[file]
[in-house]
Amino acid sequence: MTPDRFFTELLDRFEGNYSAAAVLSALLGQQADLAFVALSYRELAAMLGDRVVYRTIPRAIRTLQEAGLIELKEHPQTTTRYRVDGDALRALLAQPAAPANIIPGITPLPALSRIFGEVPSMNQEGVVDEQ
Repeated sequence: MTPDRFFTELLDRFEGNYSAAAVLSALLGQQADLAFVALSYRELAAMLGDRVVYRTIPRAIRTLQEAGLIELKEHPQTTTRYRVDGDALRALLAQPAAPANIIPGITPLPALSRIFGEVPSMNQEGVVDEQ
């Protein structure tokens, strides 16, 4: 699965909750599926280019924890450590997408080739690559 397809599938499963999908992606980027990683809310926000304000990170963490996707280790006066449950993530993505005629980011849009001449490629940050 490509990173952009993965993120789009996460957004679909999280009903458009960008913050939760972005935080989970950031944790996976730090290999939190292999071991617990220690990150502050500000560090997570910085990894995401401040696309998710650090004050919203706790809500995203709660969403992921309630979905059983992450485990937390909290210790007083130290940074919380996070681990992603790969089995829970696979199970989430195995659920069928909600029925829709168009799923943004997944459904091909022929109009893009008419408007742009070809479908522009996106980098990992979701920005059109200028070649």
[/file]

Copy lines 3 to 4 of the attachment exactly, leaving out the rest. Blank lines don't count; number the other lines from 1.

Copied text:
Repeated sequence: MTPDRFFTELLDRFEGNYSAAAVLSALLGQQADLAFVALSYRELAAMLGDRVVYRTIPRAIRTLQEAGLIELKEHPQTTTRYRVDGDALRALLAQPAAPANIIPGITPLPALSRIFGEVPSMNQEGVVDEQ
């Protein structure tokens, strides 16, 4: 699965909750599926280019924890450590997408080739690559 397809599938499963999908992606980027990683809310926000304000990170963490996707280790006066449950993530993505005629980011849009001449490629940050 490509990173952009993965993120789009996460957004679909999280009903458009960008913050939760972005935080989970950031944790996976730090290999939190292999071991617990220690990150502050500000560090997570910085990894995401401040696309998710650090004050919203706790809500995203709660969403992921309630979905059983992450485990937390909290210790007083130290940074919380996070681990992603790969089995829970696979199970989430195995659920069928909600029925829709168009799923943004997944459904091909022929109009893009008419408007742009070809479908522009996106980098990992979701920005059109200028070649």